Question.....what would you do...

atwoodracing20

Dew Dawg
Hi all, a friend of mine came to work today, after his Monday off, and he was looking a little down and out. I asked him what was up, and he told me this. He has a brother that has diabetes, and his kidneys are failing. He is on dialysis, 35 yrs old, never took care of himself very well. But over the weekend his brother and father asked my friend if he would donate a kidney. Serous stuff..My friend is distraught over this, he has a 5 yr old son, and wife to think about. I don't know what to say to him, and don't know what my answer would be if asked the same question. For my son...no brainer..of course. What would some of you say...?
 
This question is stressing me out so I can't imagine what he must feel like. I don't know what I would answer but I do know that after pondering this nightmare for a bit I have decided I will never put anyone in the position he is in. I hope that everything works out for him.
 

Familyman

New member
Man that's a tough one! Tell your friend to find a quiet place to meditate and pray, if he can look deep inside to find the answer it will be the answer he can be comfortable with in the long run.
 

wheelz

New member
Hi all, a friend of mine came to work today, after his Monday off, and he was looking a little down and out. I asked him what was up, and he told me this. He has a brother that has diabetes, and his kidneys are failing. He is on dialysis, 35 yrs old, never took care of himself very well. But over the weekend his brother and father asked my friend if he would donate a kidney. Serous stuff..My friend is distraught over this, he has a 5 yr old son, and wife to think about. I don't know what to say to him, and don't know what my answer would be if asked the same question. For my son...no brainer..of course. What would some of you say...?


How would they know if he was a suitable donor? What do you mean when you say the recipient never took care of himself well?
 
Of course this is very serious and a tough spot to be put in. I would remind the guy that his wife / family is first priority and make his decision off of that basis . Have a long and honest talk with the wife and go from there , an uninterupted and honest talk . I have been blessed with 3 great brothers I would do anything for . But my decision would be based off the combined feeling of my immediate family . This is a tough one. Prayers for guidance from me .
 

Outrider

Member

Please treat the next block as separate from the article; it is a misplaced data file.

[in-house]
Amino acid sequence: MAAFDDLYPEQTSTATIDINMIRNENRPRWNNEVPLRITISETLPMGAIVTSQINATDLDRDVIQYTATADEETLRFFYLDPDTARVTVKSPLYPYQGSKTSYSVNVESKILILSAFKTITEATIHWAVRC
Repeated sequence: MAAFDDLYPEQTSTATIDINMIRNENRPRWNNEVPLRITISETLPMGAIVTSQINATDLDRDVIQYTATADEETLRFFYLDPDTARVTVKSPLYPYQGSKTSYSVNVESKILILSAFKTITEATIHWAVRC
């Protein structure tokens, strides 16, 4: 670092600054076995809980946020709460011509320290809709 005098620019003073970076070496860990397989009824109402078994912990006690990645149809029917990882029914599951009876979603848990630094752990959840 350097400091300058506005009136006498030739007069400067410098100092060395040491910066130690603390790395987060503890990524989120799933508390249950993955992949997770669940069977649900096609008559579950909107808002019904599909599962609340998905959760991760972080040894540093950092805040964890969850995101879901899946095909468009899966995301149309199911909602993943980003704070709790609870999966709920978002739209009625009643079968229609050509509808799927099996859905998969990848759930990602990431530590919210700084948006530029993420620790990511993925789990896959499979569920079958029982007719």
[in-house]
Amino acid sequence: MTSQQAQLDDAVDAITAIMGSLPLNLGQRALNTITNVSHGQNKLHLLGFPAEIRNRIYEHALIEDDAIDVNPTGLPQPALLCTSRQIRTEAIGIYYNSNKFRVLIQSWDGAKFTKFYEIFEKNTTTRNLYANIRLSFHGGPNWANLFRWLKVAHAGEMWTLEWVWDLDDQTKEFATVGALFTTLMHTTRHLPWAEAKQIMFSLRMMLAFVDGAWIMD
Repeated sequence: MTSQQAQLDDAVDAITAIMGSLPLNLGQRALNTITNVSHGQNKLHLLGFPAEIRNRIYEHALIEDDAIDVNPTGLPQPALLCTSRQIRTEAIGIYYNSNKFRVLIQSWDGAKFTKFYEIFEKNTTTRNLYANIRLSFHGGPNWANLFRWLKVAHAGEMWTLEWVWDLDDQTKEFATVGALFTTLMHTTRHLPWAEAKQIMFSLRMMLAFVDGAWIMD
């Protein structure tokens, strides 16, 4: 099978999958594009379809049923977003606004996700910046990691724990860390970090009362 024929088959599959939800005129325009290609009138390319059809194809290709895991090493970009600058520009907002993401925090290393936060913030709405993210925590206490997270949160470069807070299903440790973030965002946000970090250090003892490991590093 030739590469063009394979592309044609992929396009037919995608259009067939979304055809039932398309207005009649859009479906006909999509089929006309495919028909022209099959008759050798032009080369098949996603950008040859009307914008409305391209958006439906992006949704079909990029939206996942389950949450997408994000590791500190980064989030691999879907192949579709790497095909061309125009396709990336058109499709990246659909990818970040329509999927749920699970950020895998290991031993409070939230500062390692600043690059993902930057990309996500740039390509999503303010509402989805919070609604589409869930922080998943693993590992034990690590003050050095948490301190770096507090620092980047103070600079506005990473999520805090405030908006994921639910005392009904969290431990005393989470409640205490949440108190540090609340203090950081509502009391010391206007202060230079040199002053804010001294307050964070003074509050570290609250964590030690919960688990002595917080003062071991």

OK, we're going to deal with some realities here - no intent to be harsh, but this request, because of its extremely serious nature, needs some pespective. Don't know if the friend's brother is on Hemo or PD for a dialysis regimen (the brother should look into Peritoneal Dialysis if he's going to a dialysis center 3 times a week; PD is done at home over night while he sleeps and is therefore much less tiring and life disrupting, plus it is relatively easy to take on the road). At any rate, he can continue on dialysis for the foreseeable future, so there is not anything immediately life threatening here as far as the kidney failure is concerned; if there was, the brother wouldn't be a candidate for a transplant, immediate or otherwise. Obviously, the brother has made the decision to have a transplant, which, when he gets it, will be a major lifestyle change ( for most people most of it for the better, but not all of it - he'll spend the rest of his life on several medications, some due to the transplant and the fact that it results in an essentially crippled immune system for the rest of his life). Since, as bad as dialysis is, he can continue on the transplant list until one becomes available, the pressure from the father and the brother to donate a kidney is, essentially, a (completely legal) way to short circuit the waiting period for the transplant (that period seems to run in the 18 month to 36 month time frame at present, though sometimes a few months less). And kidney transplants are about the oldest and most common of major organ transplants; there is a list of desirable conditions to be met for a kidney transplant, but it is amazing how few of them are manditory for a successful outcome with a kidney transplant. Only the original poster's friend knows the total medical situation and why this request is being made in the manner it is being made, but given the high percentage of success of this transplant and the (relative to other organs; we're not trying to minimize the seriousness of the situation here) relative ease of locating a suitable doner organ, there appears to be an element of emotional blackmail here, as the only thing this request will change is how soon the brother gets a doner kidney unless there is a really odd genetic situation here, which doesn't usually happen with kidney doners. Based only on the information we have been given, either the brother or the father need to be more forthcoming as to why this has to happen now with a relative's kidney as opposed to 12 to 36 months from now with a doner kidney from the "normal" circuit, or the potential donor brother has every right to feel a lot less guilty than the sick brother and the father seem to want him to feel. There is not a life and death situation here (based soley on what we have been told in this thread), it is a matter of the desires of the brother with kidney failure to take the quickest way up the transplant path. I'm sorry if this analysis seems harsh, but given only the facts OP has given us, and my unfortunate familiarty with kidney failure situations, this is an accurate description.